A truck driver’s failure to abide by a safety law can be strong evidence of negligence in a truck accident lawsuit. California recognizes a legal theory called negligence per se, which means that certain types of conduct are automatically considered to be negligent and the plaintiff’s burden to prove his or her case is reduced. In a trucking accident lawsuit, this means that if a truck driver violates a law designed to protect driver safety and the violation was a substantial factor in causing the driver’s injuries, then the driver will win his or her negligence claim unless the truck driver’s violation was necessary or excused.

California’s rules and regulations for commercial truck drivers meet or exceed the federal requirements. The state requires that drivers have a medical report stating that they are in good enough health to safely operate the vehicle. T

he medical report must be completed and authorized by a licensed medical doctor in the state of California. Truck drivers must also earn the appropriate certifications through the California Department of Motor Vehicles. These licensing certifications involve taking classes at an approved driving school, an on-the-road test, written tests and an eye exam.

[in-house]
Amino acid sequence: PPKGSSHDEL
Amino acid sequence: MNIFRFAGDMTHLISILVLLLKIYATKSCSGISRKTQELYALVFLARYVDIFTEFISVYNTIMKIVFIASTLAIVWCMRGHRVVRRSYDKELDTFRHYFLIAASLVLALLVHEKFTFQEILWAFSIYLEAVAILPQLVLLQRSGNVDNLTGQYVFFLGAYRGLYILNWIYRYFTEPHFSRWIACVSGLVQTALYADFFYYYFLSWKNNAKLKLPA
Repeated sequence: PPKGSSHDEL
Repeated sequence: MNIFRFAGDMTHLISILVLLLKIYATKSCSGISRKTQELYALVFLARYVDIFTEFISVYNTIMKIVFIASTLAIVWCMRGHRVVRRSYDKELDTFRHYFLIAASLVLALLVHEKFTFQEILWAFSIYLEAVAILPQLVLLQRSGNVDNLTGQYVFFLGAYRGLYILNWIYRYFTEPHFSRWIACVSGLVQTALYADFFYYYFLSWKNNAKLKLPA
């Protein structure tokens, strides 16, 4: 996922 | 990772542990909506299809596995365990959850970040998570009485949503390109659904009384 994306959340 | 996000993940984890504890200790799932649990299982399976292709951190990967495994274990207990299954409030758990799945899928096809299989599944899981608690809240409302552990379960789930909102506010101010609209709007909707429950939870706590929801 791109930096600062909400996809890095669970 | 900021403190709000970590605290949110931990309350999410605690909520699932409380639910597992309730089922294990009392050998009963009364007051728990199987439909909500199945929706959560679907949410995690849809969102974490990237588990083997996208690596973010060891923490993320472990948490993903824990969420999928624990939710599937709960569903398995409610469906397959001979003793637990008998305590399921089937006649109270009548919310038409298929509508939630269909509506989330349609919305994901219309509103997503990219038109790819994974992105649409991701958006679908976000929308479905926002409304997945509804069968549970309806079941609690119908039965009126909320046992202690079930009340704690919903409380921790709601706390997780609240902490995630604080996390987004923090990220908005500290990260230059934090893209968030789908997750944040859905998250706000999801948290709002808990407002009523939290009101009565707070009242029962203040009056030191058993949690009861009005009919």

California does have a waiver program for troops to trucks. This is a program designed for discharged members of the military with experience driving military vehicles. Commercial truck drivers in California must maintain a license that is in good standing, and they must renew their driver’s licenses and CDL certifications for Class A and Class B vehicles every four years.

How Can an Experienced Truck Accident Lawyer Help?

A tractor trailer accident is a life-altering event for which nobody prepares. In an instant, you can suffer devastating injuries that may require an extended hospital stay and long-term care. In addition to your physical injuries, you may be experiencing post-traumatic stress due to the severity of your accident. Combined with the unexpected financial burden of your medical treatment, you may be feeling overwhelmed and unsure of what steps to take next.

A trucking accident lawyer can help you navigate the road to recovery. Immediately after a truck accident, a claims adjuster from the truck driver’s commercial insurance company may contact you. You should never speak to a claims adjuster without consulting with a lawyer. A claims adjuster might come across as friendly, but it’s important to remember that this person’s goal is to settle your claim for as little money as possible. He or she might try to get you to say things that ultimately hurt your claim.

An attorney can help you understand whether filing a personal injury lawsuit after a truck accident is the right course of action for you. Sometimes, it’s not possible to negotiate a fair insurance claim settlement and you need to pursue legal action against the truck driver and his or her trucking company. An experienced truck accident lawyer will be familiar with what it takes to win your case, including gathering the right types of evidence, working with expert witnesses from the commercial trucking industry, and establishing that the truck driver is legally at fault for the accident.

What Types of Damages Can a Truck Accident Victim Receive?

If you are successful in a truck accident lawsuit, you may be entitled to receive compensation for the following types of harms.